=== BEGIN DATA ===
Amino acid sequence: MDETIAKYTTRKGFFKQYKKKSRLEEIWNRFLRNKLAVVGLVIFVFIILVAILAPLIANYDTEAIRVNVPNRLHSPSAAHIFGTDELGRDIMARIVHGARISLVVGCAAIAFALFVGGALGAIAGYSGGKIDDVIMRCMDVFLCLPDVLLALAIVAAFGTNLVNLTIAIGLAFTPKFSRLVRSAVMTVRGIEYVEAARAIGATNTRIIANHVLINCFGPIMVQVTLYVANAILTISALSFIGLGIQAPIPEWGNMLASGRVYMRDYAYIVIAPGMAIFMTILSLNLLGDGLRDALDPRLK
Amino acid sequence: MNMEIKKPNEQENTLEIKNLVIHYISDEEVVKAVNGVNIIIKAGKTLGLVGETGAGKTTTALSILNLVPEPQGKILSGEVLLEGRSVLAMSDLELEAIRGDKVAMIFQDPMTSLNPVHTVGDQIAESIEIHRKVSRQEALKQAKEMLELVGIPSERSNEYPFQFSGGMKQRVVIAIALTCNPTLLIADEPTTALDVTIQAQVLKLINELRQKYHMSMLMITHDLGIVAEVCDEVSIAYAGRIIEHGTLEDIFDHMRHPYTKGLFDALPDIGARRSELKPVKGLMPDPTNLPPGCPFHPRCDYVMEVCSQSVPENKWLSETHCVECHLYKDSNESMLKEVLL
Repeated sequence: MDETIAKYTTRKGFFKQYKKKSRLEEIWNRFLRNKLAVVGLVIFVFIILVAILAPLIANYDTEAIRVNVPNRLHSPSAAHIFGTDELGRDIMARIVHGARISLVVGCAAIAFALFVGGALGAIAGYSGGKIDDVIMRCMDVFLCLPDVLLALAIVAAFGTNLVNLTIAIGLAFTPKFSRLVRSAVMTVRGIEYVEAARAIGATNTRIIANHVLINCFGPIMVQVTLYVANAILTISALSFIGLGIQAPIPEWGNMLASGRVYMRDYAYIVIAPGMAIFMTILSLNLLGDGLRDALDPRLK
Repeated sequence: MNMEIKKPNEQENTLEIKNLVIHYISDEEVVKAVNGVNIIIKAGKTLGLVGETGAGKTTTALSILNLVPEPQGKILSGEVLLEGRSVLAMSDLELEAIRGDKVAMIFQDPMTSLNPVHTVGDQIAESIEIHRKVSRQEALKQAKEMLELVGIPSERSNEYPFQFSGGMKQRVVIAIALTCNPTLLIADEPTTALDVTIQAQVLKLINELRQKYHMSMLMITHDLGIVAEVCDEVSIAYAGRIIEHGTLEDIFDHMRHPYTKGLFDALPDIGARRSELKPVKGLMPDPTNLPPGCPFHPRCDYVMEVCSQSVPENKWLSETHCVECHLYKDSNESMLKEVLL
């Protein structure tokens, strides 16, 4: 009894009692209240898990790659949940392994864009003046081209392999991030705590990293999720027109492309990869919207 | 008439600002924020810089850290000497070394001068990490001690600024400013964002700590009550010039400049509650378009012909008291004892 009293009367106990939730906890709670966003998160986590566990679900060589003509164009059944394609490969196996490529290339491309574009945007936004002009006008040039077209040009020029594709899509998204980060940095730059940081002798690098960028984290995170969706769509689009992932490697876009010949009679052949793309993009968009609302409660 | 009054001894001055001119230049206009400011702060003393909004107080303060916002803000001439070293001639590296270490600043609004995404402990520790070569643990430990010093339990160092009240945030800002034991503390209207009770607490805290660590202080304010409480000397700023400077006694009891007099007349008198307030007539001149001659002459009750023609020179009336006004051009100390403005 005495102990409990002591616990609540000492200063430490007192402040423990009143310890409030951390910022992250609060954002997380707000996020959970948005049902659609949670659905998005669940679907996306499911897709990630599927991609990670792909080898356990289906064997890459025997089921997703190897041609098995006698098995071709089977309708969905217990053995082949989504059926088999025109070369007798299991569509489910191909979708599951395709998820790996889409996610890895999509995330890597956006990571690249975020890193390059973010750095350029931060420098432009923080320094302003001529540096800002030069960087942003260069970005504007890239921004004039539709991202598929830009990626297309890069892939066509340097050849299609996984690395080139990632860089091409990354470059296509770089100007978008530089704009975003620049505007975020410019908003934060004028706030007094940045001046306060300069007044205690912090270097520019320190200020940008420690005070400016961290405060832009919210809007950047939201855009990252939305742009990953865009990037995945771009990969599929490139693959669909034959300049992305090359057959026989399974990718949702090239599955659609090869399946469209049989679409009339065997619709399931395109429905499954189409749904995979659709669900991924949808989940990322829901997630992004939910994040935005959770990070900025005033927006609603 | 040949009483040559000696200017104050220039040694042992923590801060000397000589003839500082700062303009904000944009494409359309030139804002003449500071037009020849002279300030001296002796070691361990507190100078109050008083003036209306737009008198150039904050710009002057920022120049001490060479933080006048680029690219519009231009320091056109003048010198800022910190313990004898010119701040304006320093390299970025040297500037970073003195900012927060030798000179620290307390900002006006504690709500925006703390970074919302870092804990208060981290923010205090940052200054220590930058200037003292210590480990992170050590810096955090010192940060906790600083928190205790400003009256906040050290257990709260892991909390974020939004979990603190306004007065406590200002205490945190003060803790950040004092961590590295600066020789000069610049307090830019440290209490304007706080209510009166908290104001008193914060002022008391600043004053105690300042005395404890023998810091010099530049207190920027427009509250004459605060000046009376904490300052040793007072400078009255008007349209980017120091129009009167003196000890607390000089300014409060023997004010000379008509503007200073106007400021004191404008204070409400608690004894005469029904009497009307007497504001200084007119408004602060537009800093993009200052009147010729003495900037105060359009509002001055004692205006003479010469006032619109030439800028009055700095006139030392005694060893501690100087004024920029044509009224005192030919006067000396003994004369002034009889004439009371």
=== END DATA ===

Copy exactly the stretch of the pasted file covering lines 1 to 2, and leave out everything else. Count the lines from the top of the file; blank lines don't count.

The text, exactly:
Amino acid sequence: MDETIAKYTTRKGFFKQYKKKSRLEEIWNRFLRNKLAVVGLVIFVFIILVAILAPLIANYDTEAIRVNVPNRLHSPSAAHIFGTDELGRDIMARIVHGARISLVVGCAAIAFALFVGGALGAIAGYSGGKIDDVIMRCMDVFLCLPDVLLALAIVAAFGTNLVNLTIAIGLAFTPKFSRLVRSAVMTVRGIEYVEAARAIGATNTRIIANHVLINCFGPIMVQVTLYVANAILTISALSFIGLGIQAPIPEWGNMLASGRVYMRDYAYIVIAPGMAIFMTILSLNLLGDGLRDALDPRLK
Amino acid sequence: MNMEIKKPNEQENTLEIKNLVIHYISDEEVVKAVNGVNIIIKAGKTLGLVGETGAGKTTTALSILNLVPEPQGKILSGEVLLEGRSVLAMSDLELEAIRGDKVAMIFQDPMTSLNPVHTVGDQIAESIEIHRKVSRQEALKQAKEMLELVGIPSERSNEYPFQFSGGMKQRVVIAIALTCNPTLLIADEPTTALDVTIQAQVLKLINELRQKYHMSMLMITHDLGIVAEVCDEVSIAYAGRIIEHGTLEDIFDHMRHPYTKGLFDALPDIGARRSELKPVKGLMPDPTNLPPGCPFHPRCDYVMEVCSQSVPENKWLSETHCVECHLYKDSNESMLKEVLL